How to Work for a Japanese Company

How to Work for a Japanese Company Japan

There are many people who are interested in Japanese culture and companies but feel that their Japanese language skills are not good enough to overcome the hurdles. 

In this article, we will introduce how international students and foreigners who are not very good at Japanese can work in Japanese companies.

Positions that do not require much Japanese language skills

Technical jobs

Technical jobs

For technical positions such as engineers and designers, even if you are not confident in your language skills, your chances of being hired will increase if your technical level is high. 

As for designers, they tend to focus on whether they have a sense of design and use of colors in a foreign style that is different from Japanese, and as for programmers, they tend to focus on whether they have high skills that are not easily found in Japan.

In particular, if you don’t have high Japanese language skills, they tend to focus on skills to cover that. However, some companies place importance on harmony with the current employees, so if you show too much individuality, it may not be acceptable, so you should change your PR content according to the company you wish to work for. You need to understand what kind of people the company is looking for, so you must gather information well.

Highly specialized jobs

Highly specialized jobs

Some high-level professional positions such as legal, finance, and accounting also require a lot of communication in English, so Japanese language skills may not be required in some cases. 

Especially in large companies with global operations, English is often more important than Japanese.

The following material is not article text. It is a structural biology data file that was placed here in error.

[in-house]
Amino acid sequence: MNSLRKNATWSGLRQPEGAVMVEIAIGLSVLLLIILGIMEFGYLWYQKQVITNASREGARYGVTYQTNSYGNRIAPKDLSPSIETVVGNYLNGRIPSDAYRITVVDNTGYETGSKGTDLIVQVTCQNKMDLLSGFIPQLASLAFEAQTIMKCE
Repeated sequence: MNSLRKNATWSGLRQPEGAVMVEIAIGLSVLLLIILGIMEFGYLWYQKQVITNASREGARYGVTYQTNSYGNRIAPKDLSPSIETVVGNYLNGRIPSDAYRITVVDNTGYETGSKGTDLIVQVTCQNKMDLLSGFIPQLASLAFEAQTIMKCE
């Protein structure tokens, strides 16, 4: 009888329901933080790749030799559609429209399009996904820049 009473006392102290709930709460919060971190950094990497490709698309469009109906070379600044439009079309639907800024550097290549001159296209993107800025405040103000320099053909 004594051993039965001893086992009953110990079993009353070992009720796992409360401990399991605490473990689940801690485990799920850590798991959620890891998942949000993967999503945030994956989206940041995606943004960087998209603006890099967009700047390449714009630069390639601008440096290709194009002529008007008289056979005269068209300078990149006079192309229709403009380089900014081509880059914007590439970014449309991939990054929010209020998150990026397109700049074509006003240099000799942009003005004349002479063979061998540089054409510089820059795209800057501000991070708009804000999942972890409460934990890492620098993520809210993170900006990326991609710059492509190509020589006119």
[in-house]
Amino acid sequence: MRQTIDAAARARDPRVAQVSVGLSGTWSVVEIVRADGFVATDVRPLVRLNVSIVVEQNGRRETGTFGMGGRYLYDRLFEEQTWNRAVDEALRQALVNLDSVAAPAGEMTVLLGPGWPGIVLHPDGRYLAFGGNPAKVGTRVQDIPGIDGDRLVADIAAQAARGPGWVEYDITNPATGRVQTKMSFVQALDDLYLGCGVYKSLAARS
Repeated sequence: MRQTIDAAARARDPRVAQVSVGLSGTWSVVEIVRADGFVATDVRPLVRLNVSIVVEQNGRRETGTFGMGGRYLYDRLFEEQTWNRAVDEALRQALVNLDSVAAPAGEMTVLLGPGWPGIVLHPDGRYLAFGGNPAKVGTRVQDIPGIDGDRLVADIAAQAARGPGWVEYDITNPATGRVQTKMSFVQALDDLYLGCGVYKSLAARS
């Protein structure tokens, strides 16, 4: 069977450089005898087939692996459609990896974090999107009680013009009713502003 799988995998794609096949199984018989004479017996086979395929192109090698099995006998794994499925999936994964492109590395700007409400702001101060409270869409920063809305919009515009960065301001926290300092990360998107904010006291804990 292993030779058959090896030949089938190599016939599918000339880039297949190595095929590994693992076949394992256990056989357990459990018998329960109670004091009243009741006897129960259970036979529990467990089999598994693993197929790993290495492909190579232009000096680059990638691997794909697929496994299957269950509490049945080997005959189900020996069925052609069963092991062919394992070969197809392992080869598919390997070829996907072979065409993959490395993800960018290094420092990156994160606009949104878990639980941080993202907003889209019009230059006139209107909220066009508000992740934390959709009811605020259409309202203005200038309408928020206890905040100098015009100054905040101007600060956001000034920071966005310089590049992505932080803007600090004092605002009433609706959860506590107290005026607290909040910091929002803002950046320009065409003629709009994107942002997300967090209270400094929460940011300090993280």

Overseas branches and local corporations

Even if you are employed by a Japanese company, there is also an option of working at an overseas branch or local subsidiary of that company. 

These days, global companies have many local offices around the world. 

Many of the larger local offices dispatch specialists from Japan, including management, finance, sales, procurement, sales engineers, and production engineers. 

If you join a Japanese company and are dispatched to a local overseas office, you will be able to play an active role, especially if you are from that country.

Experience in hiring foreign nationals

It is very important to know if the company has a history of hiring foreigners. 

If the company has hired foreigners before, the chances are high that they have a good track record. 

They are accustomed to properly evaluating the abilities and experience of foreigners and determining which department and job they can best perform. 

Companies that already have a large number of foreign nationals working for them can rest assured that their employment contracts, work rules, and internal notices are all in English. 

Different countries have different customs, ways of thinking, and values, and it is important to respect these differences, which increases the likelihood that the company shares the spirit of diversity.

English Proficiency

Overseas branches and local corporations

If you are from a non-English speaking country, you will have no trouble in your work if you have great English skills even though you are not good enough at speaking Japanese. 

These days, email and chat are used for internal communication. 

Japanese employees may not be good at listening and speaking English, but many of them can read and write. 

There is no need for complicated English, so it is a good idea to learn simple and accurate English. 

You can use English in emails and chats to smoothen your internal communication.

Japanese Language Proficiency Test

Since Japanese language proficiency is difficult to show off without going on to an interview, one way to do so is to take the Japanese Language Proficiency Test (JLP = Japanese Language Proficiency Test).

This test is held twice a year for non-native Japanese language learners and can be taken in 80 countries/regions and 239 cities as well as in Japan.

The test level can be selected according to individual skills, and all answers are on a mark-sheet system. There are five levels of the JLPT, from N1 to N5, “The N1 level is the most difficult and the passing rate is about 30%. You will need to have business-level language skills.

Many companies require N1 or N2 level Japanese language skills from the application stage, so if you are confident, it is a good idea to take on the challenge and obtain it.